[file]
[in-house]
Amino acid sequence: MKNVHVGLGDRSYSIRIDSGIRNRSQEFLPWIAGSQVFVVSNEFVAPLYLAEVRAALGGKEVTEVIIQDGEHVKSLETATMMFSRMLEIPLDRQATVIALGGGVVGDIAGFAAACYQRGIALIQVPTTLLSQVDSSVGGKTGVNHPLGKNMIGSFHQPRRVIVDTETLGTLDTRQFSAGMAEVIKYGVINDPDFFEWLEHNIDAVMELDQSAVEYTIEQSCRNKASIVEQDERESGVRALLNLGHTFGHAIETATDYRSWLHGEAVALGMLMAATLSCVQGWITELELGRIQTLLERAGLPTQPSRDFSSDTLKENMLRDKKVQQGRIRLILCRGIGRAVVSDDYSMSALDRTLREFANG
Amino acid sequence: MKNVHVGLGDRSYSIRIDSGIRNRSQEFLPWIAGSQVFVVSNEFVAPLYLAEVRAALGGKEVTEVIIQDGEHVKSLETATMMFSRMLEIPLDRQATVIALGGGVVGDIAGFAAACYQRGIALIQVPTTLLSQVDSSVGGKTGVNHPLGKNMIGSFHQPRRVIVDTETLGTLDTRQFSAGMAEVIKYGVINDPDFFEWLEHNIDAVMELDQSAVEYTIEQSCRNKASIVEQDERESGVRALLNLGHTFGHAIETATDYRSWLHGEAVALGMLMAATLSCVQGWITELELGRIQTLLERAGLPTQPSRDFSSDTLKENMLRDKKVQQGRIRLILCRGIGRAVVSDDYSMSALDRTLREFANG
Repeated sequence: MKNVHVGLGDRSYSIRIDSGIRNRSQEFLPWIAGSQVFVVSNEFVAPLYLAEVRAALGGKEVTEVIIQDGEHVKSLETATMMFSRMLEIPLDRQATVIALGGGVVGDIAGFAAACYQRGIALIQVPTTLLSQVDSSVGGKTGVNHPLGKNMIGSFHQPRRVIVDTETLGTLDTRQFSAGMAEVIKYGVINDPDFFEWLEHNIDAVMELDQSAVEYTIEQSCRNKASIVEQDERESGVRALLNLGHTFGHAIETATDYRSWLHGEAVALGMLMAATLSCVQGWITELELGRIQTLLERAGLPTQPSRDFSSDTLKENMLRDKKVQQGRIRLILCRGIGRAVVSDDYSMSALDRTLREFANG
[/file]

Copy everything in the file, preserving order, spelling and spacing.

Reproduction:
[in-house]
Amino acid sequence: MKNVHVGLGDRSYSIRIDSGIRNRSQEFLPWIAGSQVFVVSNEFVAPLYLAEVRAALGGKEVTEVIIQDGEHVKSLETATMMFSRMLEIPLDRQATVIALGGGVVGDIAGFAAACYQRGIALIQVPTTLLSQVDSSVGGKTGVNHPLGKNMIGSFHQPRRVIVDTETLGTLDTRQFSAGMAEVIKYGVINDPDFFEWLEHNIDAVMELDQSAVEYTIEQSCRNKASIVEQDERESGVRALLNLGHTFGHAIETATDYRSWLHGEAVALGMLMAATLSCVQGWITELELGRIQTLLERAGLPTQPSRDFSSDTLKENMLRDKKVQQGRIRLILCRGIGRAVVSDDYSMSALDRTLREFANG
Amino acid sequence: MKNVHVGLGDRSYSIRIDSGIRNRSQEFLPWIAGSQVFVVSNEFVAPLYLAEVRAALGGKEVTEVIIQDGEHVKSLETATMMFSRMLEIPLDRQATVIALGGGVVGDIAGFAAACYQRGIALIQVPTTLLSQVDSSVGGKTGVNHPLGKNMIGSFHQPRRVIVDTETLGTLDTRQFSAGMAEVIKYGVINDPDFFEWLEHNIDAVMELDQSAVEYTIEQSCRNKASIVEQDERESGVRALLNLGHTFGHAIETATDYRSWLHGEAVALGMLMAATLSCVQGWITELELGRIQTLLERAGLPTQPSRDFSSDTLKENMLRDKKVQQGRIRLILCRGIGRAVVSDDYSMSALDRTLREFANG
Repeated sequence: MKNVHVGLGDRSYSIRIDSGIRNRSQEFLPWIAGSQVFVVSNEFVAPLYLAEVRAALGGKEVTEVIIQDGEHVKSLETATMMFSRMLEIPLDRQATVIALGGGVVGDIAGFAAACYQRGIALIQVPTTLLSQVDSSVGGKTGVNHPLGKNMIGSFHQPRRVIVDTETLGTLDTRQFSAGMAEVIKYGVINDPDFFEWLEHNIDAVMELDQSAVEYTIEQSCRNKASIVEQDERESGVRALLNLGHTFGHAIETATDYRSWLHGEAVALGMLMAATLSCVQGWITELELGRIQTLLERAGLPTQPSRDFSSDTLKENMLRDKKVQQGRIRLILCRGIGRAVVSDDYSMSALDRTLREFANG